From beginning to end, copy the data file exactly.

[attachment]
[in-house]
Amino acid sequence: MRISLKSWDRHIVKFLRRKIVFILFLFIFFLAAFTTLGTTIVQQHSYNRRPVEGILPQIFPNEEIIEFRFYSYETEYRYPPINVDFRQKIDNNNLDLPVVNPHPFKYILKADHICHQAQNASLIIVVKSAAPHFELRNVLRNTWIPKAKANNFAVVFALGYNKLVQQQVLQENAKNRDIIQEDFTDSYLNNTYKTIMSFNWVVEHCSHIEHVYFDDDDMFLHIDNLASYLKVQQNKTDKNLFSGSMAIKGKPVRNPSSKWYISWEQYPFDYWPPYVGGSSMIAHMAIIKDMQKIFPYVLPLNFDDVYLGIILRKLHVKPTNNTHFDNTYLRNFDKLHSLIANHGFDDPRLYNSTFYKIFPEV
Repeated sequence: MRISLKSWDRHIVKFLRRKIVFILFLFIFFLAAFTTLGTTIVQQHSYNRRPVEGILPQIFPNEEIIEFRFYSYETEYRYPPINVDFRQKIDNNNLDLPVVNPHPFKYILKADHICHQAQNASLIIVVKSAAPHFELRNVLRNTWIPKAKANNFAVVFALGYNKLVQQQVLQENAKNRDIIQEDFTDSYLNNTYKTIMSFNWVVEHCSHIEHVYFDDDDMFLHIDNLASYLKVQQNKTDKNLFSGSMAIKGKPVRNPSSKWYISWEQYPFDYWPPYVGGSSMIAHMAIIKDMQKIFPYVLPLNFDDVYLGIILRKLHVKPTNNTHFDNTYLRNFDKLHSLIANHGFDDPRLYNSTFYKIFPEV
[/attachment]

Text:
[in-house]
Amino acid sequence: MRISLKSWDRHIVKFLRRKIVFILFLFIFFLAAFTTLGTTIVQQHSYNRRPVEGILPQIFPNEEIIEFRFYSYETEYRYPPINVDFRQKIDNNNLDLPVVNPHPFKYILKADHICHQAQNASLIIVVKSAAPHFELRNVLRNTWIPKAKANNFAVVFALGYNKLVQQQVLQENAKNRDIIQEDFTDSYLNNTYKTIMSFNWVVEHCSHIEHVYFDDDDMFLHIDNLASYLKVQQNKTDKNLFSGSMAIKGKPVRNPSSKWYISWEQYPFDYWPPYVGGSSMIAHMAIIKDMQKIFPYVLPLNFDDVYLGIILRKLHVKPTNNTHFDNTYLRNFDKLHSLIANHGFDDPRLYNSTFYKIFPEV
Repeated sequence: MRISLKSWDRHIVKFLRRKIVFILFLFIFFLAAFTTLGTTIVQQHSYNRRPVEGILPQIFPNEEIIEFRFYSYETEYRYPPINVDFRQKIDNNNLDLPVVNPHPFKYILKADHICHQAQNASLIIVVKSAAPHFELRNVLRNTWIPKAKANNFAVVFALGYNKLVQQQVLQENAKNRDIIQEDFTDSYLNNTYKTIMSFNWVVEHCSHIEHVYFDDDDMFLHIDNLASYLKVQQNKTDKNLFSGSMAIKGKPVRNPSSKWYISWEQYPFDYWPPYVGGSSMIAHMAIIKDMQKIFPYVLPLNFDDVYLGIILRKLHVKPTNNTHFDNTYLRNFDKLHSLIANHGFDDPRLYNSTFYKIFPEV